'Will keep you in suspense': Donald Trump refuses to say he will accept election result
Republican presidential nominee Donald Trump doubled down on controversial claims that the US election is rigged during a presidential debate Wednesday, refusing to say he will respect the result.
Las Vegas: Republican presidential nominee Donald Trump doubled down on controversial claims that the US election is rigged during a presidential debate Wednesday, refusing to say he will respect the result.
"I'll look at it at the time," Trump said. "What I've seen is so bad."
An angry Clinton responded with incredulity to the highly controversial charge that questions the very health of US democracy.
"Let's be clear about what he's saying and what that means. He's denigrating and talking down our democracy," she said.
"I, for one, am appalled that somebody who is the nominee of one of our two major parties would take that kind of position."
Asked by the debate moderator whether he would concede if the results showed he lost to Clinton, Trump again demurred. "I'll keep you in suspense, okay?"
"This is horrifying," Clinton said.
Trump's comments contradicts pledges by his running mate, Indiana Gov. Mike Pence, as well as his daughter, Ivanka
Ivanka Trump has said that the Republican presidential candidate would accept the results of the 8 November election.
Trump, 70, has been warning ominously that the vote is "rigged," particularly since his support has slid for the past 10 days after a series of charges that he sexually assaulted women.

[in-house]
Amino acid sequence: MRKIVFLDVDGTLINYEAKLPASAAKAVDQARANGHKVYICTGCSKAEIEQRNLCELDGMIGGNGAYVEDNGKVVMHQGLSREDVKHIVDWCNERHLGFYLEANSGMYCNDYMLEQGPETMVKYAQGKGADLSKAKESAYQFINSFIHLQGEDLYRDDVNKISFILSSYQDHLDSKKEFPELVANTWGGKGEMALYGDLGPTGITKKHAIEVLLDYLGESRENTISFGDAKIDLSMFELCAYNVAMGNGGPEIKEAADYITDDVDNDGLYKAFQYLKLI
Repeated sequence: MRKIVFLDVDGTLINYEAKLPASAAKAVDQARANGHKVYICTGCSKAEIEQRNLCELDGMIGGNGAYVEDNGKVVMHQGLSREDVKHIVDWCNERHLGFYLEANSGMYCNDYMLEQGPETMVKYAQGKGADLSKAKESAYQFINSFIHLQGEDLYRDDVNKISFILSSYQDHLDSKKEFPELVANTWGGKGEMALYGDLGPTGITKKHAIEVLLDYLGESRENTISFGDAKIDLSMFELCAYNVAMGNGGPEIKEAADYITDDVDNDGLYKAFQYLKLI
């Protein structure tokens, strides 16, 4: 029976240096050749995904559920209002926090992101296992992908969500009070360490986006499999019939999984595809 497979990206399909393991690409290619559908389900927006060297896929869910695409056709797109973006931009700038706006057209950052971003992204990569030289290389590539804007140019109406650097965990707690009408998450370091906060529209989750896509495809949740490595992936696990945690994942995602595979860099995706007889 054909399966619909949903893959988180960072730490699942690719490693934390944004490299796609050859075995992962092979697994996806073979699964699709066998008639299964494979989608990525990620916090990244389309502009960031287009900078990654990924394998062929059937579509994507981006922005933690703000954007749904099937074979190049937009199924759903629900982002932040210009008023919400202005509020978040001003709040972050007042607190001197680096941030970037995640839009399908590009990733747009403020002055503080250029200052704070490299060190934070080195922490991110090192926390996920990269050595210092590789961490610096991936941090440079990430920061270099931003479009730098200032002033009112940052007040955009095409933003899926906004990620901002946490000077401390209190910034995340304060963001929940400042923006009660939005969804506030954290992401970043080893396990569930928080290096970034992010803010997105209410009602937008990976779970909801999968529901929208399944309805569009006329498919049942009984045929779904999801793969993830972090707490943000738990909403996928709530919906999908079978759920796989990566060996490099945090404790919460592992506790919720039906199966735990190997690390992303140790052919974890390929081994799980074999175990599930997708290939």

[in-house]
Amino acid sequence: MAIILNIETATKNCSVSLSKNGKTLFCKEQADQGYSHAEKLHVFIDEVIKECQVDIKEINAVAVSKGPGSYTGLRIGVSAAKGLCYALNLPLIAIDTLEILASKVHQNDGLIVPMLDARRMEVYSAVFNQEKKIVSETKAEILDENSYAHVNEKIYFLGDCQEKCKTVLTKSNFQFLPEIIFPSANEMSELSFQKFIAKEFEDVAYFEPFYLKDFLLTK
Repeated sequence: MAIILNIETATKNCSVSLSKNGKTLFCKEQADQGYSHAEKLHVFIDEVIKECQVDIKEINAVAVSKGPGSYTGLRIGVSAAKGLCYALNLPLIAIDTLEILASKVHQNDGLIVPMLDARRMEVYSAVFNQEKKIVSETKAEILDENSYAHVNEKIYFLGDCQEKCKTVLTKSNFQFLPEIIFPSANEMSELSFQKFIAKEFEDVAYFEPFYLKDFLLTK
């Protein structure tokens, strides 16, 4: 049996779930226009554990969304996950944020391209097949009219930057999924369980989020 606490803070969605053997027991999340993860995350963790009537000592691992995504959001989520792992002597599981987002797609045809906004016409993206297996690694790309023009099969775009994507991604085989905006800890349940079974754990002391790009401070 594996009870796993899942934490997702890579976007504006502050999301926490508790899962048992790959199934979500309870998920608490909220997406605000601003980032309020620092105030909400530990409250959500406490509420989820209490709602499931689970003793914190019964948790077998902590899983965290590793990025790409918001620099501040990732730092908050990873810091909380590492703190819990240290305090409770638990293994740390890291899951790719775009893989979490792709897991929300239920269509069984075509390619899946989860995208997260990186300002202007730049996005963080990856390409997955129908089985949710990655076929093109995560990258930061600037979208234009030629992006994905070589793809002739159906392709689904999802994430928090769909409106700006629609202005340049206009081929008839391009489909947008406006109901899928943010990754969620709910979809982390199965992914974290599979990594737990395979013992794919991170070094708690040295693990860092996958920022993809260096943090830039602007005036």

That has fuelled fears that his supporters might rise up in some fashion should they feel the election was not won fairly.
"He'll either win or he won't win and I believe he'll accept the outcome either way," Ivanka told MSNBC in an interview yesterday.
Ultimately, "my father is in this to win it," she said in the interview in California.
But "I'm not interested in talking about alternative outcomes and of course I think my father will always do the right thing. That's the type of person he is."
With inputs from agencies
The Vienna talks aimed at reviving the deal were suspended in June, when Iran elected ultraconservative Ebrahim Raisi as president
The State Department has published the data for the first time since President Donald Trump’s blackout
It is unclear if the Saudi royal family was aware of the fake furs or was deceived by a supplier. The Saudi Embassy in Washington declined to respond to the matter, as did a spokesperson for Trump